Boomkat Product Review:
Proper Autechre-on-nitrous business here with a gear list spicier than Jean-Michel Jarre's tech rider. Strap the fuck in.
On 2019's "Monitress", San Fran tech-art wanderer Jon Leidecker (aka Wobbly) plugged his abstract compositions into pitch tracking apps on phones and tablets that re-interpreted the audio, often incorrectly, as MIDI signals, spitting the patterns out to various synths and drum machines. The same process is used on "Popular Monitress" but as the title suggests, poppier structures have replaced the improv that grounded its predecessor. Not that you can really hear it: this is an uncompromisingly bizarre set of tracks that lunge from 20 second explosive deconstruction to ticking "Confield"-esque FM splattercore without so much as a pause for breath.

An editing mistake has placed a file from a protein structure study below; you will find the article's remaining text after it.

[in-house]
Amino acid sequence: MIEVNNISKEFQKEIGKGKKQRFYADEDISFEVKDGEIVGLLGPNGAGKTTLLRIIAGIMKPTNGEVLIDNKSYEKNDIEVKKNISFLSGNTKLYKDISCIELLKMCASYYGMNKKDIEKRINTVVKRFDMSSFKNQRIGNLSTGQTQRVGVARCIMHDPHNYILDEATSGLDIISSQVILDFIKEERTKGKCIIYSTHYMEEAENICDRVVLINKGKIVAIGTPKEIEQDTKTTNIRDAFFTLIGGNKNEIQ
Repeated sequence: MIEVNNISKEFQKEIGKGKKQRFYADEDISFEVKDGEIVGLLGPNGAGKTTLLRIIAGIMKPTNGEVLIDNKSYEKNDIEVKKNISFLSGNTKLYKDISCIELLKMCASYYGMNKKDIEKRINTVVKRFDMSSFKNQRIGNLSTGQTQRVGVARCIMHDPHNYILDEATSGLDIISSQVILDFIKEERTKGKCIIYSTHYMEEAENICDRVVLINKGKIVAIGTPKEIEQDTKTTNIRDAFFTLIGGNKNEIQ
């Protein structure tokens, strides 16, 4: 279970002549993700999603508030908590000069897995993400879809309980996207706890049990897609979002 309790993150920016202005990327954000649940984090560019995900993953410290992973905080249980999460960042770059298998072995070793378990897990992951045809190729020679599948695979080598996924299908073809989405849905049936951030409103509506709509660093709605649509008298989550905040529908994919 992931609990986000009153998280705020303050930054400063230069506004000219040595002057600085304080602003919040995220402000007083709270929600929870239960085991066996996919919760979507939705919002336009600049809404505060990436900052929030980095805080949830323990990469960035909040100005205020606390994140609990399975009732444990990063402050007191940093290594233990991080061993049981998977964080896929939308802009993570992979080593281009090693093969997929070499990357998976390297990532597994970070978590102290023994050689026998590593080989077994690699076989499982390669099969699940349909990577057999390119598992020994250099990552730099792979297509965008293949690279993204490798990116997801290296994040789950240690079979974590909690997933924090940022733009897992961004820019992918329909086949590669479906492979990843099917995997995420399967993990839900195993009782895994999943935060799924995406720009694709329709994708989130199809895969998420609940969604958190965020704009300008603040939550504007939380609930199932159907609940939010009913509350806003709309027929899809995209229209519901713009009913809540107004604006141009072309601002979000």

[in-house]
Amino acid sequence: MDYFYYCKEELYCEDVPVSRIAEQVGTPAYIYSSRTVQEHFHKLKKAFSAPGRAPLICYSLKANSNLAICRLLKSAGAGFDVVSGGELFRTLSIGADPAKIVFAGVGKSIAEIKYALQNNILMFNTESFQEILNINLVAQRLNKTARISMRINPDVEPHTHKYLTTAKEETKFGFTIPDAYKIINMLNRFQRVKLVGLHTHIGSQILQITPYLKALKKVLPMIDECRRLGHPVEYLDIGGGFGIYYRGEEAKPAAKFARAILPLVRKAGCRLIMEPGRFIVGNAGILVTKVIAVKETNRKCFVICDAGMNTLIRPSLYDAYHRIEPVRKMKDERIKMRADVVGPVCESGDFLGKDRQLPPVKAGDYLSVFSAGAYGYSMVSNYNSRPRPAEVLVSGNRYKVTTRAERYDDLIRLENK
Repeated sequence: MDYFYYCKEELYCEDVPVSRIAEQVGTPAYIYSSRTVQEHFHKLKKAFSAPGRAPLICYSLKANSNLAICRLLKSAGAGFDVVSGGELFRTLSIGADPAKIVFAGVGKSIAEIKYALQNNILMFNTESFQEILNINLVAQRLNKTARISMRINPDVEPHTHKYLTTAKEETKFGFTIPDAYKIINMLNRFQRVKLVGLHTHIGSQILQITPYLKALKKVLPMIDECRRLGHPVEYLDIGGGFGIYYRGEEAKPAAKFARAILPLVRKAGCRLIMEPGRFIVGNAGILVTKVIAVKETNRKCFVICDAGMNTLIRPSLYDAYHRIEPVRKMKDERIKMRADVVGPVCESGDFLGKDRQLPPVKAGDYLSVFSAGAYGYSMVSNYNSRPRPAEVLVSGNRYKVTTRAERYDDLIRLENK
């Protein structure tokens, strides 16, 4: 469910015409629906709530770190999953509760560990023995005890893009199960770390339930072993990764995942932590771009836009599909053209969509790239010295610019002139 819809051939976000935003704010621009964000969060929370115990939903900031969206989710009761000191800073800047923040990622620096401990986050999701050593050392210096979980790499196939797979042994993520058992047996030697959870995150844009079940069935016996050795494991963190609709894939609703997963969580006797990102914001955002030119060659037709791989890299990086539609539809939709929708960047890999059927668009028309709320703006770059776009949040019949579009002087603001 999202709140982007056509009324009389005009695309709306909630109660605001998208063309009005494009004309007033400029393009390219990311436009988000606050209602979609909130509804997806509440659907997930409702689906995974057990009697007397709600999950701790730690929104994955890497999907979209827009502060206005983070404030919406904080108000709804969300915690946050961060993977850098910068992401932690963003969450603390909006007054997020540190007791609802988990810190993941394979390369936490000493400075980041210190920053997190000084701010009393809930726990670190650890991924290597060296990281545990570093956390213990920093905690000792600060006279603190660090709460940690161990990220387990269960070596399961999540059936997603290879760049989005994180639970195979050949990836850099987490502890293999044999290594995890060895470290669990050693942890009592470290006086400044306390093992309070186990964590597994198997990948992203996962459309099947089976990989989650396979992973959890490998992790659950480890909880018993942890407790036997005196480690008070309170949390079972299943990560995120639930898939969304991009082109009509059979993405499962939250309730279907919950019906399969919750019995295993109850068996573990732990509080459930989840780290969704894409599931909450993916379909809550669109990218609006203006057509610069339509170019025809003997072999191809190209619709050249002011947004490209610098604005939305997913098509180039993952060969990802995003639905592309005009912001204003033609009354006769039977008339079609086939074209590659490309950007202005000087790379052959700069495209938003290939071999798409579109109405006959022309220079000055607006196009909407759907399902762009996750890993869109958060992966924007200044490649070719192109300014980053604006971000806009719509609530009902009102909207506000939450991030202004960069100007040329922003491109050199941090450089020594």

But "Popular Monitress" isn't just DSP raspberries and hot spurts of computer-gone-wrong glitchery, there are discernible melodies hidden in behind the impermeable walls of static. Like the melodies that get stuck in yer head for weeks or jingles that re-appear after years dormant, themes and riffs appear from nowhere before being sandblasted with process. The album feels like a surreal comment on the power of the algorithm to reshape how we hear music, not necessarily by writing it but by programming our listening experience before we even notice. As Leidecker lets his pitch robots re-interpret his music coldly, blemished with inhuman error, it mimics the unthinking doom cycle of the aggregated playlist. The end result is bone-dry, binary and barbed: it's just what we deserve.